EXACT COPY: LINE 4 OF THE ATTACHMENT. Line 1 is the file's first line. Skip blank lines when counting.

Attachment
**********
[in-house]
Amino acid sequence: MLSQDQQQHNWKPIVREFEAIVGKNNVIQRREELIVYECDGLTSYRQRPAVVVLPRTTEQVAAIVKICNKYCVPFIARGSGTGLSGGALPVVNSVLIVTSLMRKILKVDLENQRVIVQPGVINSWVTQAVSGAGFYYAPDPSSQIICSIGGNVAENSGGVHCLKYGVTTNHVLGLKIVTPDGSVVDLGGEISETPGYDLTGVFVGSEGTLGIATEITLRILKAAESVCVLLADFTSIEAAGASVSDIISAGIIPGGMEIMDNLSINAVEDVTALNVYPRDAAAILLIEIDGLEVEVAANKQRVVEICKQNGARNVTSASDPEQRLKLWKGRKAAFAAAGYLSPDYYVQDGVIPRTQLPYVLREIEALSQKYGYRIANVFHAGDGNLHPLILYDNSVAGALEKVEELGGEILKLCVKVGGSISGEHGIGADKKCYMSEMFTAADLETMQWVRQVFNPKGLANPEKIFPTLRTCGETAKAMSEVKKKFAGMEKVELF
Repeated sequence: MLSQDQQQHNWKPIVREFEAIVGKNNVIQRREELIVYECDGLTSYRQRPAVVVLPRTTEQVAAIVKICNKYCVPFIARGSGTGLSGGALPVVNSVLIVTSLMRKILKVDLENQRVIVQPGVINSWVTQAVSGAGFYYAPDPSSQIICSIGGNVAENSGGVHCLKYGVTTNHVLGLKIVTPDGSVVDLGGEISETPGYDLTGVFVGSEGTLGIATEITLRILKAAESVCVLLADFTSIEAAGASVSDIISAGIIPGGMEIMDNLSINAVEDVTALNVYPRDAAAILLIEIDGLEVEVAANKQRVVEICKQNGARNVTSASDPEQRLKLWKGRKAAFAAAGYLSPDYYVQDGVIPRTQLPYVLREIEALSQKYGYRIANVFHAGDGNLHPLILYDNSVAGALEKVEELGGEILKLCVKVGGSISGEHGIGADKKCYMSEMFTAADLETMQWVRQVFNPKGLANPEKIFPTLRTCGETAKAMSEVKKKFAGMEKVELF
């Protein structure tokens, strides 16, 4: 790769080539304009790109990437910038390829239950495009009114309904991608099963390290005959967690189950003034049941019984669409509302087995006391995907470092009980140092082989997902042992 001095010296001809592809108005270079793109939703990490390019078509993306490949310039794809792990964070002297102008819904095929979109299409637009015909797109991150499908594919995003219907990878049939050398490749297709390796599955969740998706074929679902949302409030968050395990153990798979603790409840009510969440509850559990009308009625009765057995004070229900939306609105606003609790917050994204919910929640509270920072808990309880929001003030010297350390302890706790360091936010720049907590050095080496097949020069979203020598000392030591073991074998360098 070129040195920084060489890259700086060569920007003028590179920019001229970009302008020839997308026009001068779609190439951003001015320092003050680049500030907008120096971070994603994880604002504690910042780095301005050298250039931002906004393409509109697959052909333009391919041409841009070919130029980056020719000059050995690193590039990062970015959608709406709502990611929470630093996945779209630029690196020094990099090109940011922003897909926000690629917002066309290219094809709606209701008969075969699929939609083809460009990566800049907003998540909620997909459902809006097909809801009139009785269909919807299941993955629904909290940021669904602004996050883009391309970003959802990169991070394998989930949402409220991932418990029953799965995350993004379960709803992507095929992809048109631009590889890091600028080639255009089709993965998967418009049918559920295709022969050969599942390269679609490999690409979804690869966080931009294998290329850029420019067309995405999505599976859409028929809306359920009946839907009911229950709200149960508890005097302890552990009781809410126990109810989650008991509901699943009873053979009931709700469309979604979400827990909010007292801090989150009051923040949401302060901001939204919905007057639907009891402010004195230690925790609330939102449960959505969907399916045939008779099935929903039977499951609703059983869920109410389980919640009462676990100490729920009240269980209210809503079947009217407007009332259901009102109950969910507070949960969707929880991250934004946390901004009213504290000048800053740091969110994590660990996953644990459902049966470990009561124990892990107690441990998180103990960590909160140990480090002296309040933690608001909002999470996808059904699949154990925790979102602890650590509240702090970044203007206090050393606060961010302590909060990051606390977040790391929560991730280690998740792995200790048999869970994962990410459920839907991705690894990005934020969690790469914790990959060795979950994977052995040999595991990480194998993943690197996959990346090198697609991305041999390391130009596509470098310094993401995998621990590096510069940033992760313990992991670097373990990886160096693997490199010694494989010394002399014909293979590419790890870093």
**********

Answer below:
């Protein structure tokens, strides 16, 4: 790769080539304009790109990437910038390829239950495009009114309904991608099963390290005959967690189950003034049941019984669409509302087995006391995907470092009980140092082989997902042992 001095010296001809592809108005270079793109939703990490390019078509993306490949310039794809792990964070002297102008819904095929979109299409637009015909797109991150499908594919995003219907990878049939050398490749297709390796599955969740998706074929679902949302409030968050395990153990798979603790409840009510969440509850559990009308009625009765057995004070229900939306609105606003609790917050994204919910929640509270920072808990309880929001003030010297350390302890706790360091936010720049907590050095080496097949020069979203020598000392030591073991074998360098 070129040195920084060489890259700086060569920007003028590179920019001229970009302008020839997308026009001068779609190439951003001015320092003050680049500030907008120096971070994603994880604002504690910042780095301005050298250039931002906004393409509109697959052909333009391919041409841009070919130029980056020719000059050995690193590039990062970015959608709406709502990611929470630093996945779209630029690196020094990099090109940011922003897909926000690629917002066309290219094809709606209701008969075969699929939609083809460009990566800049907003998540909620997909459902809006097909809801009139009785269909919807299941993955629904909290940021669904602004996050883009391309970003959802990169991070394998989930949402409220991932418990029953799965995350993004379960709803992507095929992809048109631009590889890091600028080639255009089709993965998967418009049918559920295709022969050969599942390269679609490999690409979804690869966080931009294998290329850029420019067309995405999505599976859409028929809306359920009946839907009911229950709200149960508890005097302890552990009781809410126990109810989650008991509901699943009873053979009931709700469309979604979400827990909010007292801090989150009051923040949401302060901001939204919905007057639907009891402010004195230690925790609330939102449960959505969907399916045939008779099935929903039977499951609703059983869920109410389980919640009462676990100490729920009240269980209210809503079947009217407007009332259901009102109950969910507070949960969707929880991250934004946390901004009213504290000048800053740091969110994590660990996953644990459902049966470990009561124990892990107690441990998180103990960590909160140990480090002296309040933690608001909002999470996808059904699949154990925790979102602890650590509240702090970044203007206090050393606060961010302590909060990051606390977040790391929560991730280690998740792995200790048999869970994962990410459920839907991705690894990005934020969690790469914790990959060795979950994977052995040999595991990480194998993943690197996959990346090198697609991305041999390391130009596509470098310094993401995998621990590096510069940033992760313990992991670097373990990886160096693997490199010694494989010394002399014909293979590419790890870093």